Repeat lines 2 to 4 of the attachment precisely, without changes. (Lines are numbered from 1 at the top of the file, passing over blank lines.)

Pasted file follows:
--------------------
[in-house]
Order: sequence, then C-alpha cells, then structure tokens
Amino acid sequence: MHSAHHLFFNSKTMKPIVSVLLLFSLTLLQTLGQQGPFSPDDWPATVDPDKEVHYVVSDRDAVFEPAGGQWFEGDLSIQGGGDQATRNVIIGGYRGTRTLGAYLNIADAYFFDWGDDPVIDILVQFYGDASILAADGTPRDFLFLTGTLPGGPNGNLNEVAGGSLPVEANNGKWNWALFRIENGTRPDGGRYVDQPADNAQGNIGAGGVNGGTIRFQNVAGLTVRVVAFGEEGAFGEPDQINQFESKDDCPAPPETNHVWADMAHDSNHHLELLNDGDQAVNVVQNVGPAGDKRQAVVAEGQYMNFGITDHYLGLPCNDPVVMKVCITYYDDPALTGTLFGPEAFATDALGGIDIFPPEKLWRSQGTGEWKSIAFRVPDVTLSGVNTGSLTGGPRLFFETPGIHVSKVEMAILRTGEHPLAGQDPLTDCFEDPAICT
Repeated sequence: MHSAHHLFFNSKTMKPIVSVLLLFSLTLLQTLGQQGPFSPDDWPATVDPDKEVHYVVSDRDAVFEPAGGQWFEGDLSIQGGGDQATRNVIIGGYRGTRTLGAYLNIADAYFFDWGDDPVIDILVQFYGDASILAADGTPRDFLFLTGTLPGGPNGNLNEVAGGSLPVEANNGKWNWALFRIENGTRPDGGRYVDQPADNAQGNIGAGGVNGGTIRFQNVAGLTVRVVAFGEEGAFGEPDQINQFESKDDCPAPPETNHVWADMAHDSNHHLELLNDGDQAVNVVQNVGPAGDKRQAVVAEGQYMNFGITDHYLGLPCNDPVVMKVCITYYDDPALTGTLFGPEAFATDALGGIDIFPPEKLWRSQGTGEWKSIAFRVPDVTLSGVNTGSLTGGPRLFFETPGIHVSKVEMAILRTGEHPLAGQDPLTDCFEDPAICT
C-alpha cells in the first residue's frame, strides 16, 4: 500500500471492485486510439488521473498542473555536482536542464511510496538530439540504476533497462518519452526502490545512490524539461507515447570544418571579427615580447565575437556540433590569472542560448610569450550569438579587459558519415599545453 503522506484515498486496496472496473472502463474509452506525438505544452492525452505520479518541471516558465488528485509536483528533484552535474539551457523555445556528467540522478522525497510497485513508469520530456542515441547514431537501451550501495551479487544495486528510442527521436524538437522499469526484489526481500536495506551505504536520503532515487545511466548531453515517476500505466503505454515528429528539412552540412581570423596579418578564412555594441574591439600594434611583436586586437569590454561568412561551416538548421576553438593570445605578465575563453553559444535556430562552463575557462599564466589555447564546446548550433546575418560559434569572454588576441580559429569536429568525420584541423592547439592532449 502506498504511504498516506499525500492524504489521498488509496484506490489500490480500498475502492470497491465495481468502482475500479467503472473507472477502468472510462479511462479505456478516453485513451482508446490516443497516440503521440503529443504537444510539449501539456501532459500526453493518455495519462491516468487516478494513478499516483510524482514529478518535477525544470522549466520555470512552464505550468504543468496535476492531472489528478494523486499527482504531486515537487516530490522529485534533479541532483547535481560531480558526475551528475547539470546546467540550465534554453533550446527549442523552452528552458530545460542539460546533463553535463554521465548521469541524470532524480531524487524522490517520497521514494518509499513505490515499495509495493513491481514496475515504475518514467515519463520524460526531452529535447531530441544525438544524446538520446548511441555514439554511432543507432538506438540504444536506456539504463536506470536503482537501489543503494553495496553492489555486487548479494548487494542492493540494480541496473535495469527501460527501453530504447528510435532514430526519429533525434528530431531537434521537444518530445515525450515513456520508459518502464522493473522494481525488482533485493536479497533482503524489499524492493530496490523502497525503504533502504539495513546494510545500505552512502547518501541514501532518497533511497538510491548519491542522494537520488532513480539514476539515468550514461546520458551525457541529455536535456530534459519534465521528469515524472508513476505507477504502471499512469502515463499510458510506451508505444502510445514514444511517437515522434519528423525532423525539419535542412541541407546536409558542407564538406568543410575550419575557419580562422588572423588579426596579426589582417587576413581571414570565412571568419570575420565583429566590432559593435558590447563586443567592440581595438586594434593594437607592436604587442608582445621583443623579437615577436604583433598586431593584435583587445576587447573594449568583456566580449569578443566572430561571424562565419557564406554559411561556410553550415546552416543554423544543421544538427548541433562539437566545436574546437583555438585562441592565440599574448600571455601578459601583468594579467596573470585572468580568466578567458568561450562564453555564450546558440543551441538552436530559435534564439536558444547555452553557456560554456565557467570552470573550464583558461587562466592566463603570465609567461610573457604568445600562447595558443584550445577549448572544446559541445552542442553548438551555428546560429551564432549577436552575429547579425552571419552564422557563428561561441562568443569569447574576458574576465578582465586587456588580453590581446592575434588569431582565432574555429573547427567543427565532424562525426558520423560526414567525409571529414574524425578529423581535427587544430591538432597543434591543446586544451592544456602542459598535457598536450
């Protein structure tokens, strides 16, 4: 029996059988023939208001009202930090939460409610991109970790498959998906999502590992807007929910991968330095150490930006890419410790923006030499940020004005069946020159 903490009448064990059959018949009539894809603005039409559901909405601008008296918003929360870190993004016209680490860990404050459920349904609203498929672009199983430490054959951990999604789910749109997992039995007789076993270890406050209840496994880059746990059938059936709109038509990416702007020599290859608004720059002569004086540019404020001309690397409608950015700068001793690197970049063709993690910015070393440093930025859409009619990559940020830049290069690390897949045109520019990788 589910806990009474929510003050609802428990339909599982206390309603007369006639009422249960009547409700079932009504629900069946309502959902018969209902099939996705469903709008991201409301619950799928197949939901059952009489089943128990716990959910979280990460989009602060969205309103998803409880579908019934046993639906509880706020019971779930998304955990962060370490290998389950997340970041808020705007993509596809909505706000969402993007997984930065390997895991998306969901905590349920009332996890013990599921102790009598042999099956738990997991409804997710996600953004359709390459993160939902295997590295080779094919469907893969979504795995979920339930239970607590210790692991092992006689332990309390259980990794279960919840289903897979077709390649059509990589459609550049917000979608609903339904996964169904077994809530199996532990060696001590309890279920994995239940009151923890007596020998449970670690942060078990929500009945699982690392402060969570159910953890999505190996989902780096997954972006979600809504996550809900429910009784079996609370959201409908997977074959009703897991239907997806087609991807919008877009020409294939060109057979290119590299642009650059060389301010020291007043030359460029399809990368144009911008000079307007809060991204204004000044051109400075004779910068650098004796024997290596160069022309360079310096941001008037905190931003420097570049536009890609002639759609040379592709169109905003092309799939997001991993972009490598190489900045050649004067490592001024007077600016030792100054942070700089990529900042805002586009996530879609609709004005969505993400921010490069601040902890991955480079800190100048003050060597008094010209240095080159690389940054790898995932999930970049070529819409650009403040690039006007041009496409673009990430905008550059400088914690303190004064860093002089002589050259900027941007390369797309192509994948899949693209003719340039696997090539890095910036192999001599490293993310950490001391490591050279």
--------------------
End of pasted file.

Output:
Order: sequence, then C-alpha cells, then structure tokens
Amino acid sequence: MHSAHHLFFNSKTMKPIVSVLLLFSLTLLQTLGQQGPFSPDDWPATVDPDKEVHYVVSDRDAVFEPAGGQWFEGDLSIQGGGDQATRNVIIGGYRGTRTLGAYLNIADAYFFDWGDDPVIDILVQFYGDASILAADGTPRDFLFLTGTLPGGPNGNLNEVAGGSLPVEANNGKWNWALFRIENGTRPDGGRYVDQPADNAQGNIGAGGVNGGTIRFQNVAGLTVRVVAFGEEGAFGEPDQINQFESKDDCPAPPETNHVWADMAHDSNHHLELLNDGDQAVNVVQNVGPAGDKRQAVVAEGQYMNFGITDHYLGLPCNDPVVMKVCITYYDDPALTGTLFGPEAFATDALGGIDIFPPEKLWRSQGTGEWKSIAFRVPDVTLSGVNTGSLTGGPRLFFETPGIHVSKVEMAILRTGEHPLAGQDPLTDCFEDPAICT
Repeated sequence: MHSAHHLFFNSKTMKPIVSVLLLFSLTLLQTLGQQGPFSPDDWPATVDPDKEVHYVVSDRDAVFEPAGGQWFEGDLSIQGGGDQATRNVIIGGYRGTRTLGAYLNIADAYFFDWGDDPVIDILVQFYGDASILAADGTPRDFLFLTGTLPGGPNGNLNEVAGGSLPVEANNGKWNWALFRIENGTRPDGGRYVDQPADNAQGNIGAGGVNGGTIRFQNVAGLTVRVVAFGEEGAFGEPDQINQFESKDDCPAPPETNHVWADMAHDSNHHLELLNDGDQAVNVVQNVGPAGDKRQAVVAEGQYMNFGITDHYLGLPCNDPVVMKVCITYYDDPALTGTLFGPEAFATDALGGIDIFPPEKLWRSQGTGEWKSIAFRVPDVTLSGVNTGSLTGGPRLFFETPGIHVSKVEMAILRTGEHPLAGQDPLTDCFEDPAICT